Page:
Training for ratings
Firefighters work to ensure better insurance rates
Fire departments in Leavenworth County, and some from neighboring communities, are doing their best to ensure area residents are receiving top-notch fire service, and possibly, reduced insurance costs.
On Thursday, June 16, firefighters from 10 area departments, most of which were from Leavenworth County, participated in tanker truck drills in the parking lot at Basehor-Linwood High School. The fire departments trained on shuttling water during time-tested drills before a representative from ISO Commercial Risk Services, an agency that assigns the fire class rating for the area.
Chuck Magaha, Leavenworth County emergency management director and a volunteer with the Fairmount Township Fire Department, said firefighters' goal on Thursday was to lower the fire class rating to an eight for all rural Leavenworth County residents.
"The bottom line goal is ... regardless of where you live, you'll have rating no worse than an eight," Magaha said.
It's an initiative that no other county in the state, except Leavenworth County, has undertaken, he added.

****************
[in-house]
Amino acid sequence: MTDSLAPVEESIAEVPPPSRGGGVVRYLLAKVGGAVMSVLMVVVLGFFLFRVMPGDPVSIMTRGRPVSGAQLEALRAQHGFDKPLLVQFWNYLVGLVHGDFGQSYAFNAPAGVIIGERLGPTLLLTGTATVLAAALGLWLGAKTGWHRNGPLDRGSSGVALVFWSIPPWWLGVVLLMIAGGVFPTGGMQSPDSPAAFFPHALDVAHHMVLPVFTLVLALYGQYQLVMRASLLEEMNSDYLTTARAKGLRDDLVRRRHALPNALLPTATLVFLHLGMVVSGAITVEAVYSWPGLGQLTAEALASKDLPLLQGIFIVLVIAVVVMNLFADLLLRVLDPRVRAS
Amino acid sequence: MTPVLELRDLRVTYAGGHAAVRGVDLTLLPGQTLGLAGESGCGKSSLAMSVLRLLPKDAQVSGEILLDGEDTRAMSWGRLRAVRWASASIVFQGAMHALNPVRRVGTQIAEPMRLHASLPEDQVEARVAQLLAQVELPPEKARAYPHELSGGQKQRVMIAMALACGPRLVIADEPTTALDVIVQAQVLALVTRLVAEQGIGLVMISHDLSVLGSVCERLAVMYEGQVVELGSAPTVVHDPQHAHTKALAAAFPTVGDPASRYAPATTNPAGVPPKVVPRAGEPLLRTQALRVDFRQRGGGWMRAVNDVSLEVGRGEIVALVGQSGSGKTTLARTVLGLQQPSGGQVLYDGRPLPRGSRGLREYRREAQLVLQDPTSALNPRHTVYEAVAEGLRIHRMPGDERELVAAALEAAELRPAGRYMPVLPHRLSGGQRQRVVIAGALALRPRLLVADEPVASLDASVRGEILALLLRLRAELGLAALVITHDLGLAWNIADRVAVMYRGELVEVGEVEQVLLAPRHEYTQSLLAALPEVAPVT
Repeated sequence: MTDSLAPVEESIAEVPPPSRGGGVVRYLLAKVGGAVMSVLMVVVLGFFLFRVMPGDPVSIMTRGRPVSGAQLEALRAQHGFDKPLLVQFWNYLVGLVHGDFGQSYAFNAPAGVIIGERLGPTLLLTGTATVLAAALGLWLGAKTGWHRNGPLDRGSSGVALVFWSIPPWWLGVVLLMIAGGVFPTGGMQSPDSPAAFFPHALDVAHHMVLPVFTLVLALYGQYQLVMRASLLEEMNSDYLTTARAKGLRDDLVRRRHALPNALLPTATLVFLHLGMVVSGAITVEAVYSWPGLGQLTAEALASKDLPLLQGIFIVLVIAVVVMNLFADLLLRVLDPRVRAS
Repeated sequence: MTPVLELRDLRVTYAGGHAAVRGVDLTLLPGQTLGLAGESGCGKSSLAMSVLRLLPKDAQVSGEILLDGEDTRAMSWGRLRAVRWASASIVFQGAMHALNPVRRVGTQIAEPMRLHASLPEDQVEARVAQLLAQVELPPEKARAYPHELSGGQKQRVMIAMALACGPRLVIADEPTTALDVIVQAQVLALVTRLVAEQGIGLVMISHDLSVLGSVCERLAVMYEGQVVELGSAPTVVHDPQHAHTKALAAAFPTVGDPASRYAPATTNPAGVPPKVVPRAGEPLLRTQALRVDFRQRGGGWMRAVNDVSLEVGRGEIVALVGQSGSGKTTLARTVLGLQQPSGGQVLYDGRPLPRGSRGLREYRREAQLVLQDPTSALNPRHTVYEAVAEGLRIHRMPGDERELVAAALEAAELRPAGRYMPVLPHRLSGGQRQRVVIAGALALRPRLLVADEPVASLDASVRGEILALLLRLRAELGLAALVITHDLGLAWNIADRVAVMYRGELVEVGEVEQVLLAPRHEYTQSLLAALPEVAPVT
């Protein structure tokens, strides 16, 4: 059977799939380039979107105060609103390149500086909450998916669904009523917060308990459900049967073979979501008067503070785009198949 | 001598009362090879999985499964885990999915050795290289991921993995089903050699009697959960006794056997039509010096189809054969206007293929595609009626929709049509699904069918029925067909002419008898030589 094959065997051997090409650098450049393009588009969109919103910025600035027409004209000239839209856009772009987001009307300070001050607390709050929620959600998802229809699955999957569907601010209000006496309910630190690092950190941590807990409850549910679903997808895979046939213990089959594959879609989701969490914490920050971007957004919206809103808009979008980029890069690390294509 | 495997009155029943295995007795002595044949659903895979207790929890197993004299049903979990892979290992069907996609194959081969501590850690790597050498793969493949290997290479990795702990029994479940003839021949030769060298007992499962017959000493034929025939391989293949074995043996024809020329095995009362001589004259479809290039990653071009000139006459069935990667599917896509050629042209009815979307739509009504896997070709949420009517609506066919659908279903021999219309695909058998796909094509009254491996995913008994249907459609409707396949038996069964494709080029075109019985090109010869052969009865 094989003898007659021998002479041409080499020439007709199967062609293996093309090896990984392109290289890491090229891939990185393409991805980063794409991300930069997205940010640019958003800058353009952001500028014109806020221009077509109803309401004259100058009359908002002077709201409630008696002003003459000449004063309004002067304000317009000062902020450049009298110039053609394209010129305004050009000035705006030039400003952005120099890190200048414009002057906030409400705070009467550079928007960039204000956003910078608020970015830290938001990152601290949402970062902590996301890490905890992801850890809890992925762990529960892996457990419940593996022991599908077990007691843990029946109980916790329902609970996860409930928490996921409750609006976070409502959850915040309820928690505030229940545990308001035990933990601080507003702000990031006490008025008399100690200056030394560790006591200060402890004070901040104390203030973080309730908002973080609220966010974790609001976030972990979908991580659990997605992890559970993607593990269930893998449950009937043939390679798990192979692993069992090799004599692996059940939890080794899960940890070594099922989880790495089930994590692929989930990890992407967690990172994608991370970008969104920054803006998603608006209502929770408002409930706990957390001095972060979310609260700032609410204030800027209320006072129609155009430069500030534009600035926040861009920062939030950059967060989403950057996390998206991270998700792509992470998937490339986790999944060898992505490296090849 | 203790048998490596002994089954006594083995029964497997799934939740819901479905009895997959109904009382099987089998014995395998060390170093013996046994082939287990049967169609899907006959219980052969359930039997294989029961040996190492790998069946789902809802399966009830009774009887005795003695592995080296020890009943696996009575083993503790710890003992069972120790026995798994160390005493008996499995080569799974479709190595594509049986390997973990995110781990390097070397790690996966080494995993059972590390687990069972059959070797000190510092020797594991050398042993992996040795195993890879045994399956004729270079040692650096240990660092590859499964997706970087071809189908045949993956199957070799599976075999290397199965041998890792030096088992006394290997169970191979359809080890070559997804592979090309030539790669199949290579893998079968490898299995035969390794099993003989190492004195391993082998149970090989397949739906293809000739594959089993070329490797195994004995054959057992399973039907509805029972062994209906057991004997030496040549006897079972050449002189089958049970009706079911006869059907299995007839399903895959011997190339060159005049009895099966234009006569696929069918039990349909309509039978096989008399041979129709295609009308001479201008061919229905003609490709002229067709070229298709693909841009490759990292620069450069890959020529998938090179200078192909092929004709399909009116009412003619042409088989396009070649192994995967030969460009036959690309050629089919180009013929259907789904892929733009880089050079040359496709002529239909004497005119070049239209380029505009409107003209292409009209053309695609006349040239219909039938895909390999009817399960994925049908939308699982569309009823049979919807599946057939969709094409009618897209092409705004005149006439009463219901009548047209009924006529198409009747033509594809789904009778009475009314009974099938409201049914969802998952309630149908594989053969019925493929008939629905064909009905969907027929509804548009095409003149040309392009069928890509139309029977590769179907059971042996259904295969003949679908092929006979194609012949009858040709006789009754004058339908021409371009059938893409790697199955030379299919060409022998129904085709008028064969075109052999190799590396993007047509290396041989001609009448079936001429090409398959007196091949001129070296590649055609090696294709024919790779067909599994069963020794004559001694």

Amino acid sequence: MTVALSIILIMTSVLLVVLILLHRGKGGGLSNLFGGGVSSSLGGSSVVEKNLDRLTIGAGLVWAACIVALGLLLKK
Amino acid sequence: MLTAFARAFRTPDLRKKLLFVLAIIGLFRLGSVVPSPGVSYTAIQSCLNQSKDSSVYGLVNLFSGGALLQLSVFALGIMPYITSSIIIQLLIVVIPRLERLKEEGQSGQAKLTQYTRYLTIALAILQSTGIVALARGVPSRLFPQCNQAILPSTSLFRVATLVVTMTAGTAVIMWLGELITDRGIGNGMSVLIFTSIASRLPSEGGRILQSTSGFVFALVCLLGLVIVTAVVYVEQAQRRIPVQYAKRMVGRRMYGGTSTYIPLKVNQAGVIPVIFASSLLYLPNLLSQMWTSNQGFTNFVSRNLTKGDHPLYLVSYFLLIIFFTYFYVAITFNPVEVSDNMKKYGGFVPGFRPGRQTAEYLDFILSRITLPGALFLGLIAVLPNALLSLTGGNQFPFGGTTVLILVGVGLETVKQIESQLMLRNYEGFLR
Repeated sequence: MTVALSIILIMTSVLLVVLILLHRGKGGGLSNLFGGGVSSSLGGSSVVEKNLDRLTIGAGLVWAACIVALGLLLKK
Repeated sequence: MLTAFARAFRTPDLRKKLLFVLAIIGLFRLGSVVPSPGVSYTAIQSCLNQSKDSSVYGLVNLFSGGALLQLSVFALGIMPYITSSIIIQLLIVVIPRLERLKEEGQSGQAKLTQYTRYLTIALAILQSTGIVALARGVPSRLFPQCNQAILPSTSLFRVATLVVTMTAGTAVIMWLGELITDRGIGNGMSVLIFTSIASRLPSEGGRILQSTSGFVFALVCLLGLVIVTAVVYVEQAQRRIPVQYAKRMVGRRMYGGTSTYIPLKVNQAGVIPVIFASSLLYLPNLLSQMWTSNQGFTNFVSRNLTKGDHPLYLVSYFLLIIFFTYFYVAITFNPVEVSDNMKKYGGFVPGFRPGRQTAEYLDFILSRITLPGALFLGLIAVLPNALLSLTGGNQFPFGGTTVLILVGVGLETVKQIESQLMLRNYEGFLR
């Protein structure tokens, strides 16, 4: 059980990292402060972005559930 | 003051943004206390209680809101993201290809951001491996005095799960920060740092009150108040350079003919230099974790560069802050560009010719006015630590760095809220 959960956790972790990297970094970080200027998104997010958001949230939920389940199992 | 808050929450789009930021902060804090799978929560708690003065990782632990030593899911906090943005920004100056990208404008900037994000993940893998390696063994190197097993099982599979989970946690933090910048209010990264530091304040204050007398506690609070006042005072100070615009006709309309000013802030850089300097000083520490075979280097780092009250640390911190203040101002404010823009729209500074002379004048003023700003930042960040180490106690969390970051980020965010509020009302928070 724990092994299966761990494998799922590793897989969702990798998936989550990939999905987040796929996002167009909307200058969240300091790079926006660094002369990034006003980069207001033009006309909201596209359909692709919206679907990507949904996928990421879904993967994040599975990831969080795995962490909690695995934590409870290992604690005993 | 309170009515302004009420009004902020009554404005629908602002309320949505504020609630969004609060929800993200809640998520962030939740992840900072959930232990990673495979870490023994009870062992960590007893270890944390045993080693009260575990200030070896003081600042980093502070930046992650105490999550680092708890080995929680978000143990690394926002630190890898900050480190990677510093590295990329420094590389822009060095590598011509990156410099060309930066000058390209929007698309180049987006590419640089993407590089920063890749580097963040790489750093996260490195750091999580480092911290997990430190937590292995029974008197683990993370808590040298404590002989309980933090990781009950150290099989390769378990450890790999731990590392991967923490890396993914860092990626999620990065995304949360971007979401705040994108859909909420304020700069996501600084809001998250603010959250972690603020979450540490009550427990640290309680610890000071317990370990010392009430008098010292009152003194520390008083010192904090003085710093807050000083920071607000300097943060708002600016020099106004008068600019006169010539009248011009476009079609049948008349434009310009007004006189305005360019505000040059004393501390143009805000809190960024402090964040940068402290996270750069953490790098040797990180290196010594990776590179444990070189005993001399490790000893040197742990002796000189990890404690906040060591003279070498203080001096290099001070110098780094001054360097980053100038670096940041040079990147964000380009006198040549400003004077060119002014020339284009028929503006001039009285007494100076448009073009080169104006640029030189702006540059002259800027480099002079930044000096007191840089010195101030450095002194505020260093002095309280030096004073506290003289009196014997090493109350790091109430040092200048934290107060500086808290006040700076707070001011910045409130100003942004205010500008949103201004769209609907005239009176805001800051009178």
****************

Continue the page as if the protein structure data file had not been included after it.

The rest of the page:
"There's not another county in the state that has taken the initiative of trying to get a full ISO rating of an eight. In a rural setting, an eight is fantastic."
If the fire departments are successful, it could result in savings for homeowners in Leavenworth County on their fire insurance.
Every fire department in the county, except those from Easton and Fort Leavenworth, participated Thursday night. The Bonner Springs Fire Department, which is tied into a mutual aid agreement with Leavenworth County, also took part in the drills.
All drills Thursday had to be performed in the allotted time. Most of the fire departments successfully completed the tests, but Magaha said, "a few departments need to work on their equipment."
They will have a second chance in coming weeks. In mid-August, further tests will take place on pumping water and laying hose.